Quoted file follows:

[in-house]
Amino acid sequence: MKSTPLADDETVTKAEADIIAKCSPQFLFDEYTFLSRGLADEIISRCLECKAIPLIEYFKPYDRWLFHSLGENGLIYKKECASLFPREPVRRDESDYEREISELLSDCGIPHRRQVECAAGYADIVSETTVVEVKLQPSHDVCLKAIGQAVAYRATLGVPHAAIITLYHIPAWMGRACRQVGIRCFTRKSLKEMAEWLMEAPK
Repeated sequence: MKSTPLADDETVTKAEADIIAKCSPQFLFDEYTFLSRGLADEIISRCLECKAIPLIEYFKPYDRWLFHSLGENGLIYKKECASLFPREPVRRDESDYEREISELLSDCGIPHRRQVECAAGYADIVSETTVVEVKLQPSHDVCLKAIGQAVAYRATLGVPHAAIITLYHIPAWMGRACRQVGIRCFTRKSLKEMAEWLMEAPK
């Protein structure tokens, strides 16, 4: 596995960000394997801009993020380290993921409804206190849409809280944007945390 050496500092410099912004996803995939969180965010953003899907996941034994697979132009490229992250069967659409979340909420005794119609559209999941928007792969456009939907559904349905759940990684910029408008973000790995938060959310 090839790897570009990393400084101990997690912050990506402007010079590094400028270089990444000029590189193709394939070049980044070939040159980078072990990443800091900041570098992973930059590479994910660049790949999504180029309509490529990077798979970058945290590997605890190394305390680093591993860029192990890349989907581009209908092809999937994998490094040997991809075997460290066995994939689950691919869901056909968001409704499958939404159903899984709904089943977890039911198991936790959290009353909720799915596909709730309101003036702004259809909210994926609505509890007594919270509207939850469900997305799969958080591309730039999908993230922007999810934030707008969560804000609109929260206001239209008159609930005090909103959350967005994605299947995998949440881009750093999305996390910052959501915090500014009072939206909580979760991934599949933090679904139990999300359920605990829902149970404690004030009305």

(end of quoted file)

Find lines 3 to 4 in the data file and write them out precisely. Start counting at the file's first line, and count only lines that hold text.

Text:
Repeated sequence: MKSTPLADDETVTKAEADIIAKCSPQFLFDEYTFLSRGLADEIISRCLECKAIPLIEYFKPYDRWLFHSLGENGLIYKKECASLFPREPVRRDESDYEREISELLSDCGIPHRRQVECAAGYADIVSETTVVEVKLQPSHDVCLKAIGQAVAYRATLGVPHAAIITLYHIPAWMGRACRQVGIRCFTRKSLKEMAEWLMEAPK
């Protein structure tokens, strides 16, 4: 596995960000394997801009993020380290993921409804206190849409809280944007945390 050496500092410099912004996803995939969180965010953003899907996941034994697979132009490229992250069967659409979340909420005794119609559209999941928007792969456009939907559904349905759940990684910029408008973000790995938060959310 090839790897570009990393400084101990997690912050990506402007010079590094400028270089990444000029590189193709394939070049980044070939040159980078072990990443800091900041570098992973930059590479994910660049790949999504180029309509490529990077798979970058945290590997605890190394305390680093591993860029192990890349989907581009209908092809999937994998490094040997991809075997460290066995994939689950691919869901056909968001409704499958939404159903899984709904089943977890039911198991936790959290009353909720799915596909709730309101003036702004259809909210994926609505509890007594919270509207939850469900997305799969958080591309730039999908993230922007999810934030707008969560804000609109929260206001239209008159609930005090909103959350967005994605299947995998949440881009750093999305996390910052959501915090500014009072939206909580979760991934599949933090679904139990999300359920605990829902149970404690004030009305």